Exchange traded funds risk

So now let’s consider what are the risks of investing in an exchange traded fund?

First and foremost, as with any investment, there are two elements of risk you need to consider to ensure you are investing in a well-diversified portfolio: systemic risk and specific risk. An investor who chooses to invest in a particular market is exposed to the risks inherent in that market, such as the economic influences of inflation and interest rates that affect the market as a whole. Therefore, the market risk remains regardless of the degree of diversification.

Specific risk, on the other hand, is the risk of the investment itself. I outline both of these strategies in more detail in my latest book but I think you get what I am saying.

a lady calculating her risk of investing

So if we consider the Hack ETF mentioned previously, it invests in all of the stocks in the NASDAQ Technology Association Cybersecurity Index, which in this case is technology stocks. And as you know all stocks rise and fall, like the FAANG stocks did recently, with Apple and Amazon falling over 30 per cent last year. It is for this reason why your exposure to market risk can tank your portfolio and why I advocate that buy and hold should be avoided.

Specific risk is the ETF itself, which is also referred to as counter-party risk, where you risk not just the investment but the party supplying or managing that investment. If they go broke or get into trouble, then your investment can be affected.

Others risks include liquidity risk, which means you may or may not be able to buy or sell the investment or buy and sell at what you might deem a fair price. You also have hidden costs that might affect the performance of the investment, such as trading costs within the ETF, commissions, the bid/ask spreads and other charges that might not be fully evident to you.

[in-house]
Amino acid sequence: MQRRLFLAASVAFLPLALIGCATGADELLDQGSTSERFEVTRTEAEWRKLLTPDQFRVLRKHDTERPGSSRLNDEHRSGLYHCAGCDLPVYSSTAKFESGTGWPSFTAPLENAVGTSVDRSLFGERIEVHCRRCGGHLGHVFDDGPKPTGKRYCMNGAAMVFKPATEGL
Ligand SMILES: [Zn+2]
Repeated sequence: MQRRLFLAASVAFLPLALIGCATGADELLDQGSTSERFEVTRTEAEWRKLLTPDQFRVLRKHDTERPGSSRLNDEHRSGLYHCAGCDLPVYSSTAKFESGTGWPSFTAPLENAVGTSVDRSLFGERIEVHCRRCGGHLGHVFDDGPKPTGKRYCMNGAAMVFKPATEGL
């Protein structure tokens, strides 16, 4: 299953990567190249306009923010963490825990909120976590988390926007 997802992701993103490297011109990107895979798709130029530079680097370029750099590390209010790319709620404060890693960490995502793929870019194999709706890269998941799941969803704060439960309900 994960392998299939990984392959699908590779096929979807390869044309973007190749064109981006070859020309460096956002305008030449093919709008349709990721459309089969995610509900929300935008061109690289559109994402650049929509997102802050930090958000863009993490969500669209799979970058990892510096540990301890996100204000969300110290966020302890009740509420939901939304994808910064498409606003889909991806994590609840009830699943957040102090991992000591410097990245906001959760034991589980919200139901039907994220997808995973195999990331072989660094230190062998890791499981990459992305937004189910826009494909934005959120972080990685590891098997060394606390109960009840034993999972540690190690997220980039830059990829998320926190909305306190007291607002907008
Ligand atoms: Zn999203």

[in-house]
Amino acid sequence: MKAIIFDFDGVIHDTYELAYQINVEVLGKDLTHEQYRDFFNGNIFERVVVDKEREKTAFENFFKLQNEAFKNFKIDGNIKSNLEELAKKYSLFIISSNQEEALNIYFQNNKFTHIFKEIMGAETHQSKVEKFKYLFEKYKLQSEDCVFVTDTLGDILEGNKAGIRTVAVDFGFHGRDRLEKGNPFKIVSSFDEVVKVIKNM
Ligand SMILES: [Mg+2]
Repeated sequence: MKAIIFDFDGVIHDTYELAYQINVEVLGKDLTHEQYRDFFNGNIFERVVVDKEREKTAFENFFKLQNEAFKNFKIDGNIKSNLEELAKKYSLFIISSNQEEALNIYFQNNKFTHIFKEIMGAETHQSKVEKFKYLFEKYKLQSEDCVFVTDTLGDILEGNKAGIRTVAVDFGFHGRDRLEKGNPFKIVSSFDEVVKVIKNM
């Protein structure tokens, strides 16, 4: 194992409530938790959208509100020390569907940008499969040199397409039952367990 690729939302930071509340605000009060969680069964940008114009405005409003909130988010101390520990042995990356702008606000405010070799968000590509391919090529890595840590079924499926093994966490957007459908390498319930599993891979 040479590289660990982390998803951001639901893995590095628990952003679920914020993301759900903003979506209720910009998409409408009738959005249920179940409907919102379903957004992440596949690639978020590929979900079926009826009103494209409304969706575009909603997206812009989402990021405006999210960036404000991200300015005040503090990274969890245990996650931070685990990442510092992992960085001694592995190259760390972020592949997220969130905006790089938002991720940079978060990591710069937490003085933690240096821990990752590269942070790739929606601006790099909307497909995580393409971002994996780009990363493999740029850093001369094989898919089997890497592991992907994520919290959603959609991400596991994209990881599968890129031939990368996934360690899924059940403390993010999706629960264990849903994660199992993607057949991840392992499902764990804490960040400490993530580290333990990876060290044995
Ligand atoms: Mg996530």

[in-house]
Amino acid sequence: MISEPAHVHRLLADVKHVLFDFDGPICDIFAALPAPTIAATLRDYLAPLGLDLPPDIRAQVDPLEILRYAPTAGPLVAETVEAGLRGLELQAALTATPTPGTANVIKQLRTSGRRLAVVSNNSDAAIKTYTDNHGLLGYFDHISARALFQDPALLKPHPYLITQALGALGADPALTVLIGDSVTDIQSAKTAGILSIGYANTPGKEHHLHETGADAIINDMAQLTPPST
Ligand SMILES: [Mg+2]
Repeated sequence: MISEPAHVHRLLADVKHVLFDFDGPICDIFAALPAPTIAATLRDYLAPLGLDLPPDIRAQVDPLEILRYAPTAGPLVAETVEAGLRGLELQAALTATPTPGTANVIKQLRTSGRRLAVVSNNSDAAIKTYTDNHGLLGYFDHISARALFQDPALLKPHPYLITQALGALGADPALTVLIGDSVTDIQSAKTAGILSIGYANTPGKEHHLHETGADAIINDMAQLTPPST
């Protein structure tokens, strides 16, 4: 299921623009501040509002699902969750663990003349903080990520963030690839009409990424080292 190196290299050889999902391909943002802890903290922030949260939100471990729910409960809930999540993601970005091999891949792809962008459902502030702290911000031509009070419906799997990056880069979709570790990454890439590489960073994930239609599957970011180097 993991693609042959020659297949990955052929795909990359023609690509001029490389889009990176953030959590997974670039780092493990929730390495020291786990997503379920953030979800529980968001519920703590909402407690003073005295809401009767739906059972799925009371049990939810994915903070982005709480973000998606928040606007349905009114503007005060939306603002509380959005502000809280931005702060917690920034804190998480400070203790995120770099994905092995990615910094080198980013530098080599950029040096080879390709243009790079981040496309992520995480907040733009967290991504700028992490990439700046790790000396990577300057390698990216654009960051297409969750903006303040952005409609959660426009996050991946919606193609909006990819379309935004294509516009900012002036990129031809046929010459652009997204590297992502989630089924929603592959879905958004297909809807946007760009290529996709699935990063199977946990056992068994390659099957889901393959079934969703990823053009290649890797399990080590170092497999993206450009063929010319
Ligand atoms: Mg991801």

Another risk to consider is what the ETF is actually tracking and can it perform equal to or better than what it is tracking. There are also risks surrounding tax implications and dare I say the closure of the ETF. Therefore, depending on the fees and other variables you may not be getting what you think.

That said, probably the biggest risk I see is investor behaviour, whereby individuals try to outperform the market and take higher risks by attempting to hit it big following the next perceived big thing, such as rare earths stocks like lithium, cybersecurity and artificial intelligence, all of which can be fraught with danger.

The age old rule to investing

In my book, the age old rule to investing still applies: If you don’t understand it, don’t invest in it. Just because something sounds great doesn’t mean you need to invest in it. We have seen investors portfolios decimated time and time again through market meltdowns but what’s even more concerning is to see investors cause their own demise through bad or poor investing decisions.

So the golden rules to take away are to:

  • educate yourself first and foremost,
  • always read the fine detail so you understand what you are investing in,
  • never take high risks or speculate, and
  • above all protect your capital by having an exit strategy.